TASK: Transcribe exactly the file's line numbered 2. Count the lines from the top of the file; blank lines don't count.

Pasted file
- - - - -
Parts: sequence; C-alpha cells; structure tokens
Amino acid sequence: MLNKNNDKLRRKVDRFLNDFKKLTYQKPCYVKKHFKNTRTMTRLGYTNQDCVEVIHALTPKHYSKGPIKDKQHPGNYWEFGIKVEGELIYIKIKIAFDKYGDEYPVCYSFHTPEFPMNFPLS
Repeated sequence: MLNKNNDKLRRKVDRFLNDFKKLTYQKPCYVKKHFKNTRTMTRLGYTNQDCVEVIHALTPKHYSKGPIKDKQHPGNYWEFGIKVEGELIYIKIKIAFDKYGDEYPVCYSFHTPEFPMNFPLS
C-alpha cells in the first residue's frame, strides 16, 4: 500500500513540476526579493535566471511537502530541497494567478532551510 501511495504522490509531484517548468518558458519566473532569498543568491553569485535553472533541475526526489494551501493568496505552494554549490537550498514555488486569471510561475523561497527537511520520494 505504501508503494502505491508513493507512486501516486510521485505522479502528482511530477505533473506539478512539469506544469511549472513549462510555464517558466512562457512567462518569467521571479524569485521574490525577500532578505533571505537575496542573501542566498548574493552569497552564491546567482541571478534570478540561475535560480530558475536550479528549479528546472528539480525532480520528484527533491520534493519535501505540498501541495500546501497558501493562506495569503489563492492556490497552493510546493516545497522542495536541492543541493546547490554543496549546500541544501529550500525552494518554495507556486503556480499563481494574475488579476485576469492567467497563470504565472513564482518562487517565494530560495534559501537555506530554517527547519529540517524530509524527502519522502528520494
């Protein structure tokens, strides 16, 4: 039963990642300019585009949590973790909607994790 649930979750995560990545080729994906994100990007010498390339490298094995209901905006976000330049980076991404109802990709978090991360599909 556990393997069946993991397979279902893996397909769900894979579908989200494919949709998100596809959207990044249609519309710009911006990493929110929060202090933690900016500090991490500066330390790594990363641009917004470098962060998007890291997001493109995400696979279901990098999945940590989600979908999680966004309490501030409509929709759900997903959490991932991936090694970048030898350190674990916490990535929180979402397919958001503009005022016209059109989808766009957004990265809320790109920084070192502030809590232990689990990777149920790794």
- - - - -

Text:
Amino acid sequence: MLNKNNDKLRRKVDRFLNDFKKLTYQKPCYVKKHFKNTRTMTRLGYTNQDCVEVIHALTPKHYSKGPIKDKQHPGNYWEFGIKVEGELIYIKIKIAFDKYGDEYPVCYSFHTPEFPMNFPLS